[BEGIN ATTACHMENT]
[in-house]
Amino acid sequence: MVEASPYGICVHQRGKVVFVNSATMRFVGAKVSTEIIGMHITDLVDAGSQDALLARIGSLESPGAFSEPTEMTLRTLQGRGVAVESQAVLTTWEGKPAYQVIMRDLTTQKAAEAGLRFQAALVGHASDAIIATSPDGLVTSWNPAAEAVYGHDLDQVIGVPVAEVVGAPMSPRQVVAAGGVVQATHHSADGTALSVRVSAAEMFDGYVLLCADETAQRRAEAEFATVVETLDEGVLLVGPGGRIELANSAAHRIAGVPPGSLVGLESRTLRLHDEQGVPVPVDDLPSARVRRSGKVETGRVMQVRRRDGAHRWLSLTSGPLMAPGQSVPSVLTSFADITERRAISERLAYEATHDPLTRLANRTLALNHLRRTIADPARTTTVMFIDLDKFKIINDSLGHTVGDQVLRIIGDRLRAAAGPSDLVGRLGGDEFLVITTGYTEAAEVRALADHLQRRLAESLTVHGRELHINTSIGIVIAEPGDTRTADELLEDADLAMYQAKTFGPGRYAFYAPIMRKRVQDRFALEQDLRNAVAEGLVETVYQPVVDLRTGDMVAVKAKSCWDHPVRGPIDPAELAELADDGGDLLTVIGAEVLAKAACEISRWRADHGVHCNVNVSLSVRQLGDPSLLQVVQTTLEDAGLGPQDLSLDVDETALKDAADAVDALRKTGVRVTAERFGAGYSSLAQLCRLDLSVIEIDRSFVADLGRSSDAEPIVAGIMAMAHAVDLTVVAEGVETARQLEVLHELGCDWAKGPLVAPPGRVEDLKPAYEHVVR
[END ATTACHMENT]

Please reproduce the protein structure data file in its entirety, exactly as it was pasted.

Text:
[in-house]
Amino acid sequence: MVEASPYGICVHQRGKVVFVNSATMRFVGAKVSTEIIGMHITDLVDAGSQDALLARIGSLESPGAFSEPTEMTLRTLQGRGVAVESQAVLTTWEGKPAYQVIMRDLTTQKAAEAGLRFQAALVGHASDAIIATSPDGLVTSWNPAAEAVYGHDLDQVIGVPVAEVVGAPMSPRQVVAAGGVVQATHHSADGTALSVRVSAAEMFDGYVLLCADETAQRRAEAEFATVVETLDEGVLLVGPGGRIELANSAAHRIAGVPPGSLVGLESRTLRLHDEQGVPVPVDDLPSARVRRSGKVETGRVMQVRRRDGAHRWLSLTSGPLMAPGQSVPSVLTSFADITERRAISERLAYEATHDPLTRLANRTLALNHLRRTIADPARTTTVMFIDLDKFKIINDSLGHTVGDQVLRIIGDRLRAAAGPSDLVGRLGGDEFLVITTGYTEAAEVRALADHLQRRLAESLTVHGRELHINTSIGIVIAEPGDTRTADELLEDADLAMYQAKTFGPGRYAFYAPIMRKRVQDRFALEQDLRNAVAEGLVETVYQPVVDLRTGDMVAVKAKSCWDHPVRGPIDPAELAELADDGGDLLTVIGAEVLAKAACEISRWRADHGVHCNVNVSLSVRQLGDPSLLQVVQTTLEDAGLGPQDLSLDVDETALKDAADAVDALRKTGVRVTAERFGAGYSSLAQLCRLDLSVIEIDRSFVADLGRSSDAEPIVAGIMAMAHAVDLTVVAEGVETARQLEVLHELGCDWAKGPLVAPPGRVEDLKPAYEHVVR